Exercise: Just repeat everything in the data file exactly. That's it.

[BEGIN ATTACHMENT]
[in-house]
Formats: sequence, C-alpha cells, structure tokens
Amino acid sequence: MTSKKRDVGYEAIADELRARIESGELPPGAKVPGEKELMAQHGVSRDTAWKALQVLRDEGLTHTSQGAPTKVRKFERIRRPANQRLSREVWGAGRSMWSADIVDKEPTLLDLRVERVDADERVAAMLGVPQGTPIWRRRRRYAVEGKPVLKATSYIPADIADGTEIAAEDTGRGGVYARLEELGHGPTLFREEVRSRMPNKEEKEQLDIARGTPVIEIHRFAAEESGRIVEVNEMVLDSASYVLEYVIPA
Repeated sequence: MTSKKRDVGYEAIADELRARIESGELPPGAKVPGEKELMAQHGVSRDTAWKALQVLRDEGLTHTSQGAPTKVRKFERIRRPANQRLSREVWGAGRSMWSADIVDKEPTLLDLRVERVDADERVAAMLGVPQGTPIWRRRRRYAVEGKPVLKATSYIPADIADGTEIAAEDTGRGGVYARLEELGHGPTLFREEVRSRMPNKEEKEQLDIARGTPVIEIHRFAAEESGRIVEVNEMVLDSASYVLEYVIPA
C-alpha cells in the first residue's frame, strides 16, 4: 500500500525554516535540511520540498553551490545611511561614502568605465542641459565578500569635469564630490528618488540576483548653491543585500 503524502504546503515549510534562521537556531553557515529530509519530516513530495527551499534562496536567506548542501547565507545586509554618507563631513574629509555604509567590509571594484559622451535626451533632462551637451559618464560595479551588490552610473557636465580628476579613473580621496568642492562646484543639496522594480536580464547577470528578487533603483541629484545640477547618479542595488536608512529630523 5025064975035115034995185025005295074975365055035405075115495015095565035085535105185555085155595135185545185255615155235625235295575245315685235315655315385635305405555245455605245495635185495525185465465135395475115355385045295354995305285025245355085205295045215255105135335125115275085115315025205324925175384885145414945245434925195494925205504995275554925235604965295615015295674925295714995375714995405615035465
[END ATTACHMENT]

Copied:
[in-house]
Formats: sequence, C-alpha cells, structure tokens
Amino acid sequence: MTSKKRDVGYEAIADELRARIESGELPPGAKVPGEKELMAQHGVSRDTAWKALQVLRDEGLTHTSQGAPTKVRKFERIRRPANQRLSREVWGAGRSMWSADIVDKEPTLLDLRVERVDADERVAAMLGVPQGTPIWRRRRRYAVEGKPVLKATSYIPADIADGTEIAAEDTGRGGVYARLEELGHGPTLFREEVRSRMPNKEEKEQLDIARGTPVIEIHRFAAEESGRIVEVNEMVLDSASYVLEYVIPA
Repeated sequence: MTSKKRDVGYEAIADELRARIESGELPPGAKVPGEKELMAQHGVSRDTAWKALQVLRDEGLTHTSQGAPTKVRKFERIRRPANQRLSREVWGAGRSMWSADIVDKEPTLLDLRVERVDADERVAAMLGVPQGTPIWRRRRRYAVEGKPVLKATSYIPADIADGTEIAAEDTGRGGVYARLEELGHGPTLFREEVRSRMPNKEEKEQLDIARGTPVIEIHRFAAEESGRIVEVNEMVLDSASYVLEYVIPA
C-alpha cells in the first residue's frame, strides 16, 4: 500500500525554516535540511520540498553551490545611511561614502568605465542641459565578500569635469564630490528618488540576483548653491543585500 503524502504546503515549510534562521537556531553557515529530509519530516513530495527551499534562496536567506548542501547565507545586509554618507563631513574629509555604509567590509571594484559622451535626451533632462551637451559618464560595479551588490552610473557636465580628476579613473580621496568642492562646484543639496522594480536580464547577470528578487533603483541629484545640477547618479542595488536608512529630523 5025064975035115034995185025005295074975365055035405075115495015095565035085535105185555085155595135185545185255615155235625235295575245315685235315655315385635305405555245455605245495635185495525185465465135395475115355385045295354995305285025245355085205295045215255105135335125115275085115315025205324925175384885145414945245434925195494925205504995275554925235604965295615015295674925295714995375714995405615035465